(REUTERS) - American Charley Hoffman found his putting touch to surf into the halfway lead at the Arnold Palmer Invitational in Florida on Friday.
Hoffman carded six-under-par 66 to head an international leaderboard after the second round at Bay Hill in Orlando, one stroke ahead of Argentina's Emiliano Grillo and two in front of Englishman Matthew Fitzpatrick.
Jason Day finished seven strokes off the pace but it could have been much worse for the Australian than a one-under 71.
The world No. 2 received an extraordinarily lucky break at the par-four 18th, where he hooked his drive over the out-of-bounds line and into the property of an adjacent house.
Fortunately, his ball hit a tree in the backyard of the house and took an enormous ricochet back into play, leaving a relieved Day in position to salvage par.
Hoffman had no such wayward issues and also made his share of putts for a change after discovering pre-tournament that his alignment had been a little off.
Despite the blond locks and laid-back attitude, the San Diego native is widely regarded as having one of the best long games on tour.
"Year in and year out, ball-striking is what I do well," the four-time PGA Tour winner told Golf Channel after posting a 10-under total of 134. "I'm driving it in play but any time I get the putter going I can play well.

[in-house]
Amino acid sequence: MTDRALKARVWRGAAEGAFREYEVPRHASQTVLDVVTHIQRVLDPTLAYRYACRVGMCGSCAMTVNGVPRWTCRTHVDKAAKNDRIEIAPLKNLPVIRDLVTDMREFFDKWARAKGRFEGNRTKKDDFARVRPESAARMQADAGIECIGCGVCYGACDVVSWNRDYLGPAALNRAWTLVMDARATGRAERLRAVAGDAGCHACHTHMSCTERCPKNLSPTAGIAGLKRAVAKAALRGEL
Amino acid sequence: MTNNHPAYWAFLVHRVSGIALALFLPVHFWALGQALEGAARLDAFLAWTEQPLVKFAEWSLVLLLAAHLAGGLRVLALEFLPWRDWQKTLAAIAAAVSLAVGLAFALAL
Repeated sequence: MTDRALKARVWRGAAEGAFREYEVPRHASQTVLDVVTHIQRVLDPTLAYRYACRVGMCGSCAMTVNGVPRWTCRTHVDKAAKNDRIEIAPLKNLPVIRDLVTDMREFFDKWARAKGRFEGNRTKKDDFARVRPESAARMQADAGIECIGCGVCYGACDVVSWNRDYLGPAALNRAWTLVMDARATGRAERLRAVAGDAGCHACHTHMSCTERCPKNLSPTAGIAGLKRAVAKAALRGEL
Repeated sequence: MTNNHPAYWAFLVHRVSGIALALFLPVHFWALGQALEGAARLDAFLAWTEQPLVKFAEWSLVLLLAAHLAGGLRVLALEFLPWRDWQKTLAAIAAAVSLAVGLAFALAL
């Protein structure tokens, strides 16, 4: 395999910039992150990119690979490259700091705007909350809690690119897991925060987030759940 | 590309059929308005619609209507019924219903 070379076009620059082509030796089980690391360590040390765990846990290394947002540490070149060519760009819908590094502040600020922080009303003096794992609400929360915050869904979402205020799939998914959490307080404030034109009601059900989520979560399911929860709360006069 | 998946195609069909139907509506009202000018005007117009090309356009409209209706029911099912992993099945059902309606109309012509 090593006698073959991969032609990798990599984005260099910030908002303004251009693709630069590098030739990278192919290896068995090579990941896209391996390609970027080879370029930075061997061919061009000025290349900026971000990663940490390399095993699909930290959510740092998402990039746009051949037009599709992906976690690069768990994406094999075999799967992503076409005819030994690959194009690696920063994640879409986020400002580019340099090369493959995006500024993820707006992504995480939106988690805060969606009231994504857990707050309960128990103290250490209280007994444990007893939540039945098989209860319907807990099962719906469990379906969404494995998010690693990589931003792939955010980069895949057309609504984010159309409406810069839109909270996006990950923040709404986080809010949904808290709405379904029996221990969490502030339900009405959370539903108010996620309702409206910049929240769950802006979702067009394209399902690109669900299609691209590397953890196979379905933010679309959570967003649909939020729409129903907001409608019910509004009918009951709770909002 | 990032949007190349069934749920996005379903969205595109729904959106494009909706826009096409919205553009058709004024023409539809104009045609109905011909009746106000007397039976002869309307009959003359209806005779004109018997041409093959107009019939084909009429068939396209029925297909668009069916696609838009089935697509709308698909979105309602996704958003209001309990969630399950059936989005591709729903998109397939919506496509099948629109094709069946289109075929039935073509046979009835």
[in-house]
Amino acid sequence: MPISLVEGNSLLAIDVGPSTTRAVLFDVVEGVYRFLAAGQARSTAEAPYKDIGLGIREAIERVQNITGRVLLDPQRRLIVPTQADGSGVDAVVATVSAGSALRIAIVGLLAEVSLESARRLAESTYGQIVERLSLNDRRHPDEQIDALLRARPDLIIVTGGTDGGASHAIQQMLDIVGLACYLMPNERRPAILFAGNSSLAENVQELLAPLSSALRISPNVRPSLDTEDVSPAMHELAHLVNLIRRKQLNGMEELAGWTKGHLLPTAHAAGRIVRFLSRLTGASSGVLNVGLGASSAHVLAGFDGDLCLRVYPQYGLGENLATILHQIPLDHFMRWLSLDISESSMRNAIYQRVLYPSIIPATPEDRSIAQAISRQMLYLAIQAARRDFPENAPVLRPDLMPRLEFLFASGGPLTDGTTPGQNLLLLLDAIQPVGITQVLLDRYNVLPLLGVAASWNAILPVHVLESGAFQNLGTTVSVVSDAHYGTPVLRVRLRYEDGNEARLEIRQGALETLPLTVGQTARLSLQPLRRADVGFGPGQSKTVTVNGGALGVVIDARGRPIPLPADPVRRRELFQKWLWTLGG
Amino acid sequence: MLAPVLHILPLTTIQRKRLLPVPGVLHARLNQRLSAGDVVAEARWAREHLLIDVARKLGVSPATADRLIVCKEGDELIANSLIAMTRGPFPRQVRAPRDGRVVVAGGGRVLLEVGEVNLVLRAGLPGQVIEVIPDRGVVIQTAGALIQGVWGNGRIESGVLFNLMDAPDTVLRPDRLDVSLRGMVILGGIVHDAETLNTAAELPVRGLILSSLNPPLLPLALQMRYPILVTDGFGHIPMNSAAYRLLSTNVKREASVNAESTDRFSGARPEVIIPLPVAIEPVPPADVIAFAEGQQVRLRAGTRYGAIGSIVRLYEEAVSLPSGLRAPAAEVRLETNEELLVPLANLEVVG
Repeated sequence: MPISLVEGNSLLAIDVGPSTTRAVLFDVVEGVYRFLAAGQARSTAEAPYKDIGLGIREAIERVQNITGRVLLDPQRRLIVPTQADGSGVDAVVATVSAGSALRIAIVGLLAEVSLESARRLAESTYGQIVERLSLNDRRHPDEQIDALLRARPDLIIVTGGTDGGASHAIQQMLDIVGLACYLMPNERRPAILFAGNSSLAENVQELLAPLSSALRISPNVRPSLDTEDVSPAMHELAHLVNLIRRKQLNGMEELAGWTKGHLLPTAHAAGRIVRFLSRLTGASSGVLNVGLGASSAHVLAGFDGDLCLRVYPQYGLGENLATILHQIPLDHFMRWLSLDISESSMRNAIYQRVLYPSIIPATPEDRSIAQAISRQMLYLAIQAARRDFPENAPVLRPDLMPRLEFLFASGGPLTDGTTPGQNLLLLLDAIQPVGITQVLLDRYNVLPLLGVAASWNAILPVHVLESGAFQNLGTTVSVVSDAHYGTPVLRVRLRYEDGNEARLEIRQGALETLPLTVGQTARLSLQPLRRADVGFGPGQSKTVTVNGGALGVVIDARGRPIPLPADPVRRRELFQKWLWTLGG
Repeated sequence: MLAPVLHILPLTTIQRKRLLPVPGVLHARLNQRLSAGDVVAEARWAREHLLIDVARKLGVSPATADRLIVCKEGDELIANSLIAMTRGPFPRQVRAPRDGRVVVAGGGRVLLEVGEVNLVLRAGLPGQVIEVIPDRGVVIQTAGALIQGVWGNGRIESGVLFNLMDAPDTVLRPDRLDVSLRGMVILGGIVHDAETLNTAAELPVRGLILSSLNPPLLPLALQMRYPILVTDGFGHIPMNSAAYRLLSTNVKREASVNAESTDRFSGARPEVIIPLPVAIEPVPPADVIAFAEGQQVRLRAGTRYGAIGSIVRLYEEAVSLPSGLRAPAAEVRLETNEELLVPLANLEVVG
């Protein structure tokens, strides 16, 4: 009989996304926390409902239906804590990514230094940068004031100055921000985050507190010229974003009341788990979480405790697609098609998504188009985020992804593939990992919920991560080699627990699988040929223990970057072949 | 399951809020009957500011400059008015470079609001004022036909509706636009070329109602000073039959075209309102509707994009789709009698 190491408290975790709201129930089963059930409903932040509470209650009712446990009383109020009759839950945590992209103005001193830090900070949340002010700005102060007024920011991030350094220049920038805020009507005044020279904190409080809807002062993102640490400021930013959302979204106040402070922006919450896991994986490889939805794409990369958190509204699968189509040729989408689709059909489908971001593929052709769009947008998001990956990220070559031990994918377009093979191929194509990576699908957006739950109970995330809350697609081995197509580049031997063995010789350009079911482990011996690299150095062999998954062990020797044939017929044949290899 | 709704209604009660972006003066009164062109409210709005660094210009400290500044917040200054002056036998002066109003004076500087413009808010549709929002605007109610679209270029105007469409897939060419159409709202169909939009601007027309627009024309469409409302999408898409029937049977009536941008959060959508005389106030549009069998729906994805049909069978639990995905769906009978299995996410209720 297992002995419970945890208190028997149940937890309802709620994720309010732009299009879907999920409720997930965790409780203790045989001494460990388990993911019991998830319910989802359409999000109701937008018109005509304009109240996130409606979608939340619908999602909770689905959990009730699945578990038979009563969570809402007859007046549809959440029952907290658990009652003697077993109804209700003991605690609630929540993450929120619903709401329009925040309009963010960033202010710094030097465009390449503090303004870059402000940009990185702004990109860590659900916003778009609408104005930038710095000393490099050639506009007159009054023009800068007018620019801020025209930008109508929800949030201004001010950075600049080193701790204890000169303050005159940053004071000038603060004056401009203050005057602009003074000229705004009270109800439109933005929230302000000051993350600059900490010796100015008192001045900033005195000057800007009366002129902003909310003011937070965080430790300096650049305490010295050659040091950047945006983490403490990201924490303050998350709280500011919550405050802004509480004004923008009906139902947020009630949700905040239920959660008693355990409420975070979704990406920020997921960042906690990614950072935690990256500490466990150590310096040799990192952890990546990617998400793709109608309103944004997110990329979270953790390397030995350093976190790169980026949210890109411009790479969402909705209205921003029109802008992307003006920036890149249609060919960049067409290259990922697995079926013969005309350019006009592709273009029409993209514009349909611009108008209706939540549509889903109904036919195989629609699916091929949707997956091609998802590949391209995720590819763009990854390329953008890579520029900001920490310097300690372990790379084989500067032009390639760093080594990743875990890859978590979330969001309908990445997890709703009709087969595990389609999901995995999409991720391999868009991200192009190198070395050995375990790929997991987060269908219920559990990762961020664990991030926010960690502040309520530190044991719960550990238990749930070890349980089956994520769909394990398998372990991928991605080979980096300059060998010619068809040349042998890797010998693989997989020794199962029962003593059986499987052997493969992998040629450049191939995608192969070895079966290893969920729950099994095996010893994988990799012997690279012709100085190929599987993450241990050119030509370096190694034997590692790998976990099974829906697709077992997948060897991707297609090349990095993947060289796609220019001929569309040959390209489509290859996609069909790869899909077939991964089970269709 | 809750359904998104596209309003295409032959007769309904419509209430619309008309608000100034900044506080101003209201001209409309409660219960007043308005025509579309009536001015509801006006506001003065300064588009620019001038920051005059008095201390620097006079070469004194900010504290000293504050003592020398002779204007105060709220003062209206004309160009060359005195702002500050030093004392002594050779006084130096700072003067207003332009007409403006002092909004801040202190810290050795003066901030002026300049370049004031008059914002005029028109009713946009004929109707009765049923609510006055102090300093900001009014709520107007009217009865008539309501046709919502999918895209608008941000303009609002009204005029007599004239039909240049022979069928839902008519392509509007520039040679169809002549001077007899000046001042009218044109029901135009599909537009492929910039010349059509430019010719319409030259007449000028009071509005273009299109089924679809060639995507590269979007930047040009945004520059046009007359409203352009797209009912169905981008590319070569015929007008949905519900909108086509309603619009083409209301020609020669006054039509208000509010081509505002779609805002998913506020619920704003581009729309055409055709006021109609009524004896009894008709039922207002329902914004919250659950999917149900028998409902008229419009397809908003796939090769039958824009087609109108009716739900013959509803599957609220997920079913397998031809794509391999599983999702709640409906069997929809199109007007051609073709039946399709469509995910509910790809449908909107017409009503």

"This year has been a below average putting year. I really stumbled onto something this week and it feels great."
Hoffman holed two putts from outside 30 feet among his seven birdies, but he was most proud of the 10-footer he sank at the last.
"Those 35, 40-footers are luck but if I keep making them inside 10 feet I'm going to be OK," he said.
Grillo was not pleased with the quality of his play despite a 68 putting him in second place on the leaderboard.
"It was a very up-and-down day," the world No. 32 said. "I didn't hit it good off the tee. I was very lucky today, made a couple of chip-ins."
Third-placed Fitzpatrick also used a sharp short game to stay on the leaderboard with a 69. "I scrambled really well," he said. "That was a big thing, saving par. Just really comfortable with the putter right now."
In the first staging of the event since the death of golfing legend Arnold Palmer last September, his grandson Sam Saunders missed the cut by one stroke.